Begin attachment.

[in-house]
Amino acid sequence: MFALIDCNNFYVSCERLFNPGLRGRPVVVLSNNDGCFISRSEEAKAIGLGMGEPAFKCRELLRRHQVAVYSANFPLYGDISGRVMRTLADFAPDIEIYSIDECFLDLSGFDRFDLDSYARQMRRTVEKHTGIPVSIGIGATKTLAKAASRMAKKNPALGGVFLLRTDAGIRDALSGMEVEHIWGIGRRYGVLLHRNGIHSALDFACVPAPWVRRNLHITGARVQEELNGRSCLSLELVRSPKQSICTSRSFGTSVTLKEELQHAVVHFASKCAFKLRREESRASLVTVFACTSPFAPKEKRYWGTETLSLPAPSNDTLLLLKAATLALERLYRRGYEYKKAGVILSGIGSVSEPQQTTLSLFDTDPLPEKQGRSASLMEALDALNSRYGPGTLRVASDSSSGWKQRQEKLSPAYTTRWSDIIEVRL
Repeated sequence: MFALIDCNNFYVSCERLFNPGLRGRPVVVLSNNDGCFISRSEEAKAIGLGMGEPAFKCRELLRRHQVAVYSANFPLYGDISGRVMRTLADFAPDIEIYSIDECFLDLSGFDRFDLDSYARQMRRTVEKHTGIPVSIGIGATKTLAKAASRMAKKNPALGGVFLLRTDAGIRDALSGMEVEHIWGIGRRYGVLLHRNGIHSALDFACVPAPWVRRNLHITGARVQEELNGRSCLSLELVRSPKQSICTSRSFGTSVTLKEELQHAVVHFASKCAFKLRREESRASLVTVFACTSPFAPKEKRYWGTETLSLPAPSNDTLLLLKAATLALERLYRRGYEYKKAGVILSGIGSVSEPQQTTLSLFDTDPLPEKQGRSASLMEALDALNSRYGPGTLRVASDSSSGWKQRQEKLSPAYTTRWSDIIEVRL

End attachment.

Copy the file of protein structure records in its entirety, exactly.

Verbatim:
[in-house]
Amino acid sequence: MFALIDCNNFYVSCERLFNPGLRGRPVVVLSNNDGCFISRSEEAKAIGLGMGEPAFKCRELLRRHQVAVYSANFPLYGDISGRVMRTLADFAPDIEIYSIDECFLDLSGFDRFDLDSYARQMRRTVEKHTGIPVSIGIGATKTLAKAASRMAKKNPALGGVFLLRTDAGIRDALSGMEVEHIWGIGRRYGVLLHRNGIHSALDFACVPAPWVRRNLHITGARVQEELNGRSCLSLELVRSPKQSICTSRSFGTSVTLKEELQHAVVHFASKCAFKLRREESRASLVTVFACTSPFAPKEKRYWGTETLSLPAPSNDTLLLLKAATLALERLYRRGYEYKKAGVILSGIGSVSEPQQTTLSLFDTDPLPEKQGRSASLMEALDALNSRYGPGTLRVASDSSSGWKQRQEKLSPAYTTRWSDIIEVRL
Repeated sequence: MFALIDCNNFYVSCERLFNPGLRGRPVVVLSNNDGCFISRSEEAKAIGLGMGEPAFKCRELLRRHQVAVYSANFPLYGDISGRVMRTLADFAPDIEIYSIDECFLDLSGFDRFDLDSYARQMRRTVEKHTGIPVSIGIGATKTLAKAASRMAKKNPALGGVFLLRTDAGIRDALSGMEVEHIWGIGRRYGVLLHRNGIHSALDFACVPAPWVRRNLHITGARVQEELNGRSCLSLELVRSPKQSICTSRSFGTSVTLKEELQHAVVHFASKCAFKLRREESRASLVTVFACTSPFAPKEKRYWGTETLSLPAPSNDTLLLLKAATLALERLYRRGYEYKKAGVILSGIGSVSEPQQTTLSLFDTDPLPEKQGRSASLMEALDALNSRYGPGTLRVASDSSSGWKQRQEKLSPAYTTRWSDIIEVRL